When Rashard Davis went to work Saturday morning waiting tables at Rocksalt restaurant in Charlottesville, Va., just north of the University of Virginia campus and a little over a mile from Lee Park, there was already a police helicopter pinned low to the sky and a growl of trouble in the air.
It wouldn't have been in character for Davis to get much closer in any event. He would have avoided the area where demonstrators and counter-demonstrators clashed violently at a protest that centered on the proposed removal of a statue of Confederate general Robert E. Lee, but which spawned a larger battleground between white supremacists and those who opposed them.
"It was crazy. I stayed out of the way," Davis said. "It's something that just stresses you out if you get involved. I try to just go on with my life and better myself and help the people around me."
Getting involved wasn't an option, anyway. Davis needed to work, and had been a server at Rocksalt for about a month. It is mainly a seafood restaurant, and the top item is a platter that features ceviche, clams, shrimp and oysters from the Rappahannock River. Davis was very aware of what was happening across town, but more aware that he needed to take care of his tables.
"There was one of these before, and the KKK came, and there were a couple of arrests, but it wasn't too much," Davis said. "This one got way out of hand. It's not the way you want your city to get on the news."
On a straight line from Rocksalt to downtown is Charlottesville High School, which is where Davis began to see that football could be a path to bettering himself. He was a quarterback and then a wide receiver, a little guy, but fast enough and talented enough to earn a scholarship to James Madison University, about 60 miles away on the other side of Shenandoah National Park.
Davis became a good receiver for James Madison, but he became a great college punt returner. As a senior in 2016, when the Dukes won the Division I FCS national championship, Davis gained 426 yards on 15 returns, a 28.4-yard average.
Despite turning in a 4.47-second 40-yard dash at JMU's pro day, Davis was undrafted. His size, 5-foot-9 and 170 pounds, worked against him, as did the questions about his ability to contribute as a receiver at the next level. Davis went to spring camps with the Jets and Bears, but those didn't lead anywhere. On Saturday, he was back in Charlottesville, working out to stay in shape, waiting for a break, and serving up the stuffed trout while his city was coming apart.
"There is nothing you can do about it," Davis said.
Somewhere in the midst of the lunacy and lunch, Davis got a text from an agent – not his agent, but an acquaintance – who said the Eagles were looking to add to camp competition among returners and the agent had given them Davis' name. Davis also saw he had missed a call from an area code he didn't recognize. And, yes, it had been the Eagles. And, yes, the yellowfin tartare was up and ready.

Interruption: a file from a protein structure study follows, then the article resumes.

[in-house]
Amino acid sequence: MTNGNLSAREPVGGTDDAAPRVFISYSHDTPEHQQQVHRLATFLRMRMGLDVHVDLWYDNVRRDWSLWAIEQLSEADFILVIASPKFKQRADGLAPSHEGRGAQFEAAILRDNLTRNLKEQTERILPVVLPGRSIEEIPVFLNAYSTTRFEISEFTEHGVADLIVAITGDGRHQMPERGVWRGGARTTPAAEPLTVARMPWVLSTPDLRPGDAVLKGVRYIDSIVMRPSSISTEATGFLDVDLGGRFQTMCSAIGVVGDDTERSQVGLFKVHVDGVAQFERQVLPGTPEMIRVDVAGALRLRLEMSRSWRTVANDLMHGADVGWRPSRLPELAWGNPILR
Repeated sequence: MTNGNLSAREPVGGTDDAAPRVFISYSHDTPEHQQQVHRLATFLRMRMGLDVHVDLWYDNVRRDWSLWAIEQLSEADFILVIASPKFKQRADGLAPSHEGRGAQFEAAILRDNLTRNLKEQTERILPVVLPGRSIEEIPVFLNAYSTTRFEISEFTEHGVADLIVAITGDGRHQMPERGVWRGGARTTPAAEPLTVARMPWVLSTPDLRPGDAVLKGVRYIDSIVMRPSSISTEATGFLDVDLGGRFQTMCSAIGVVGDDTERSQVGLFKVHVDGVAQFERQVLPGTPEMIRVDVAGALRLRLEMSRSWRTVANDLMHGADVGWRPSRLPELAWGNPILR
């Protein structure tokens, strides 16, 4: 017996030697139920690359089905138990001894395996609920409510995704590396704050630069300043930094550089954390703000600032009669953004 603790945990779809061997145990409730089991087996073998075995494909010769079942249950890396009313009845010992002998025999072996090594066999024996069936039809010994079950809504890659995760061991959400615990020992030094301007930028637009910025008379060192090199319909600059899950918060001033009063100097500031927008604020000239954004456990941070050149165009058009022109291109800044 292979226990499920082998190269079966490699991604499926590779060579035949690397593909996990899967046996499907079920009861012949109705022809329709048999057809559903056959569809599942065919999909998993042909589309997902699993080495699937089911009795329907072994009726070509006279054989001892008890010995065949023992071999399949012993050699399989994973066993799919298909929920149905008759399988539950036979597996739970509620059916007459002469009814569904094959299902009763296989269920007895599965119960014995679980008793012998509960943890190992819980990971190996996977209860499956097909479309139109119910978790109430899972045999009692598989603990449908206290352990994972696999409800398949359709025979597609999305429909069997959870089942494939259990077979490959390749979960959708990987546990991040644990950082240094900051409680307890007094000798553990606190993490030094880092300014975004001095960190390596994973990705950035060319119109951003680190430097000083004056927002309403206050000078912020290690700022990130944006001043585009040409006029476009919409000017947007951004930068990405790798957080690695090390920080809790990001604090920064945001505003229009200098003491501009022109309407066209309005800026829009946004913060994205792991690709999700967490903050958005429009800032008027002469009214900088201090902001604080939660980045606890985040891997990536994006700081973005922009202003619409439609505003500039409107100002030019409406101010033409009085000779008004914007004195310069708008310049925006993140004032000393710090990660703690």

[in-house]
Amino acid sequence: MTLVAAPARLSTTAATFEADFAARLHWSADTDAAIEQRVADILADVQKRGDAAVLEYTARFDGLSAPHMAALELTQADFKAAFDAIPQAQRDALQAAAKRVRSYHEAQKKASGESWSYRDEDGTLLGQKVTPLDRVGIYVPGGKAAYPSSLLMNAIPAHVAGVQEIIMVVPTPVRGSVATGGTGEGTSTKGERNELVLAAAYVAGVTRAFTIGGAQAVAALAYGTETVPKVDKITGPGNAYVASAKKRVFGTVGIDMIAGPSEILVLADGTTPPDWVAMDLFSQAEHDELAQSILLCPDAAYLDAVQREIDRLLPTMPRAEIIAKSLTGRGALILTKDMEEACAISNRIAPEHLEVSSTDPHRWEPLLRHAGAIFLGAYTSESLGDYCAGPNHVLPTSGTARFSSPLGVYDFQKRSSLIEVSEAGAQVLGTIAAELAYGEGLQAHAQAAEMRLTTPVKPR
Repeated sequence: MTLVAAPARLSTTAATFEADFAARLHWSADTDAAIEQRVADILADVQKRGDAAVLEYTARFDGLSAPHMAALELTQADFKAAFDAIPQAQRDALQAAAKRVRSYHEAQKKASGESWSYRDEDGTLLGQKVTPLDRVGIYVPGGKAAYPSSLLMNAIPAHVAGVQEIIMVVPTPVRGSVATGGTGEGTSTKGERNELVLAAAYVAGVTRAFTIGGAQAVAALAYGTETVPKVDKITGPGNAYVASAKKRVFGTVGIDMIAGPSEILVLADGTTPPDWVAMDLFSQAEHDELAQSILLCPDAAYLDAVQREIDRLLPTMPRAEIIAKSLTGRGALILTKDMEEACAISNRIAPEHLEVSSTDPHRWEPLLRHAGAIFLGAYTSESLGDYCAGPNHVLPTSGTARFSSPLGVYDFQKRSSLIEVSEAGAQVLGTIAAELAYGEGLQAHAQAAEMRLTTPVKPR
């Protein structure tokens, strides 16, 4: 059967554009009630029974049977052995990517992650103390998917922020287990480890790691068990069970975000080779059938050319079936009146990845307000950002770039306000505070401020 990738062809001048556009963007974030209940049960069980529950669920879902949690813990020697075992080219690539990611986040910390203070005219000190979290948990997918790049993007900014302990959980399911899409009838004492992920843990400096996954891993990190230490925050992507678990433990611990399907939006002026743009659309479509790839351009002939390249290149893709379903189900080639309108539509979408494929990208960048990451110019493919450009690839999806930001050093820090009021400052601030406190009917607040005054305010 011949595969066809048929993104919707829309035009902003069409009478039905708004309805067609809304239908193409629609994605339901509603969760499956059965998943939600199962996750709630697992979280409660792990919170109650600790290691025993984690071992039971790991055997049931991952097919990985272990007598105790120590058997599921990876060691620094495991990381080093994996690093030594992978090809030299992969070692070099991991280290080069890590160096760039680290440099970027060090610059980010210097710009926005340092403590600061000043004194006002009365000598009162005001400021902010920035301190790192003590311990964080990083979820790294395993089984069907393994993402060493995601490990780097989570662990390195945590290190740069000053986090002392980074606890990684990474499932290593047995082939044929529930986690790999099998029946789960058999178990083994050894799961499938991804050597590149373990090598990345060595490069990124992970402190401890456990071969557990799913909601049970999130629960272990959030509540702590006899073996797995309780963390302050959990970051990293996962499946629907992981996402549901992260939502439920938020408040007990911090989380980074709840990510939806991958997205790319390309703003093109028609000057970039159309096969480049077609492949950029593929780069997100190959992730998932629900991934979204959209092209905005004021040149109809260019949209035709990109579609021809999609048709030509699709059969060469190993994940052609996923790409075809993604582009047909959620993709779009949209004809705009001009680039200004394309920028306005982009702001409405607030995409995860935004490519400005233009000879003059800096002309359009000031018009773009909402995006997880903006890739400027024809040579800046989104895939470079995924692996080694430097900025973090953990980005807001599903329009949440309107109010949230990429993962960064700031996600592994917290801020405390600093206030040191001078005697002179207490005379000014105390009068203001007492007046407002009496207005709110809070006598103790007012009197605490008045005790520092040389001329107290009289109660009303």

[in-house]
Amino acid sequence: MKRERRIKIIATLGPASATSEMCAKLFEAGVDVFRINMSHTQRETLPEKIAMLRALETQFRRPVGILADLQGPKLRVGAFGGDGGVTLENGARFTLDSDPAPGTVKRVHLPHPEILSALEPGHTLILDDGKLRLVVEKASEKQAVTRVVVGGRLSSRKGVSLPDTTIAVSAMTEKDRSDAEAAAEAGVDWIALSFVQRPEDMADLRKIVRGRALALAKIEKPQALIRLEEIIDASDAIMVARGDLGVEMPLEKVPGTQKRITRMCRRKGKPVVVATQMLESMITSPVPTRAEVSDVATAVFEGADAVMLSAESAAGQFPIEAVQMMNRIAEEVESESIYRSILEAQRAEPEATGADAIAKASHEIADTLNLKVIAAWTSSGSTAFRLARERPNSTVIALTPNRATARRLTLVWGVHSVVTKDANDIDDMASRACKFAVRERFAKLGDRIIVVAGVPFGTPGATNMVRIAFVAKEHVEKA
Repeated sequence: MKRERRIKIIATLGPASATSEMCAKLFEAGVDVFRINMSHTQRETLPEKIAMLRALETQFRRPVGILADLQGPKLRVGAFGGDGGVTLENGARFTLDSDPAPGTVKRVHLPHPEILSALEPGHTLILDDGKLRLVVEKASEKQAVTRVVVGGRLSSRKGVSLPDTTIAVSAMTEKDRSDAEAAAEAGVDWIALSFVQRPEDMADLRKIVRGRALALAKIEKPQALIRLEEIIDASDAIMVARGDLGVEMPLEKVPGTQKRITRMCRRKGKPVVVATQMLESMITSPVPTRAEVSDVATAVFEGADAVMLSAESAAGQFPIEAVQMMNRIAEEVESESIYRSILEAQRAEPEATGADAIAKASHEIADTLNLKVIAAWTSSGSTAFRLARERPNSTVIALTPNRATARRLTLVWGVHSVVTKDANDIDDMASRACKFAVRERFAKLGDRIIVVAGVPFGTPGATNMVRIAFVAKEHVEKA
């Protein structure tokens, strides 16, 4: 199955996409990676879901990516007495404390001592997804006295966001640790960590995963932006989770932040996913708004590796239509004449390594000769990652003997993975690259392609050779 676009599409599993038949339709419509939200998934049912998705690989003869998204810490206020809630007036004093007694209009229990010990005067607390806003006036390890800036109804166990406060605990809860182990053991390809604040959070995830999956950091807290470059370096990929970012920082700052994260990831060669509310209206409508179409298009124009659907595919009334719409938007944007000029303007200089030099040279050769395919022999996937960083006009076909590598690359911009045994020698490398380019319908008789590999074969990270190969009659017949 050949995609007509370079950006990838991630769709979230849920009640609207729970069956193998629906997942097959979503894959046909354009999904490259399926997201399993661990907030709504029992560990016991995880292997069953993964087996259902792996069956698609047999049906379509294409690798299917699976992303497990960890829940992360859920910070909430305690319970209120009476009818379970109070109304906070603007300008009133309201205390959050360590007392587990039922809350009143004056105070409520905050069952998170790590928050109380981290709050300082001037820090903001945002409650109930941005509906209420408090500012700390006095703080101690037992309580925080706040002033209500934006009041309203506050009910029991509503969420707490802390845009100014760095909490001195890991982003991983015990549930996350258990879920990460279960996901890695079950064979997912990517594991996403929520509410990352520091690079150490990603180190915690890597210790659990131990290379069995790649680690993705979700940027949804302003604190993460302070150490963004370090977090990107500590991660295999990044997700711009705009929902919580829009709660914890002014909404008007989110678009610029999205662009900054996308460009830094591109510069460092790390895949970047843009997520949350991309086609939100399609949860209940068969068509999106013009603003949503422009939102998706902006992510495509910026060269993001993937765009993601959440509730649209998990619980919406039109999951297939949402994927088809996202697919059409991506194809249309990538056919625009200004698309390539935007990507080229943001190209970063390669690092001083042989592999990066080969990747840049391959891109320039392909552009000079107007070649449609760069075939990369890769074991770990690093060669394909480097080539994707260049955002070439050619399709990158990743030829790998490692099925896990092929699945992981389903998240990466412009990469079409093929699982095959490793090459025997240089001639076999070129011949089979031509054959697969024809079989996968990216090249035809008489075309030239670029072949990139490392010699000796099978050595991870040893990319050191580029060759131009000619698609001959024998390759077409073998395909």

"I had tables walking in, and the manager was looking for me. I was hiding in the back trying to figure out what was going on," Davis said.
Finally, the connection was made. The Eagles wanted Davis to be in Philadelphia on Sunday for a workout. If that went all right, he would sign and be in uniform for practice the next day. Incredibly enough, that's exactly what happened. Davis took reps from the slot receiver position in practice on Monday and he fielded punts during the special-team drills.
At the moment, Darren Sproles is the team's punt returner, but he's not going to dress during the exhibition season, and it is a taxing role for a 34-year-old. Rookies Donell Pumphrey and Greg Ward were used in the opener against Green Bay, but neither did very well. There's a chance here for Davis, which is all he wanted.
"They said I would definitely get involved in the return game. I guess they saw from college that I could do something as a returner," said Davis, who was the special-teams player of the year for the Colonial Athletic Association as a senior.
There are always players who pass through training camp and then vanish. Many, like Rashard Davis, have one definable skill that is good enough for the NFL. That's what gets them to camp. Often, they lose out because the next guy has two definable skills instead of one. But they got there, and while it lasts, what seemed to be impossible on Saturday is almost within their grasp by Monday.
Davis knows the difference between a bad day and a good one. He's seen them both at close range, sometimes on the same strange afternoon. Monday was good, and he didn't have to check the news for confirmation.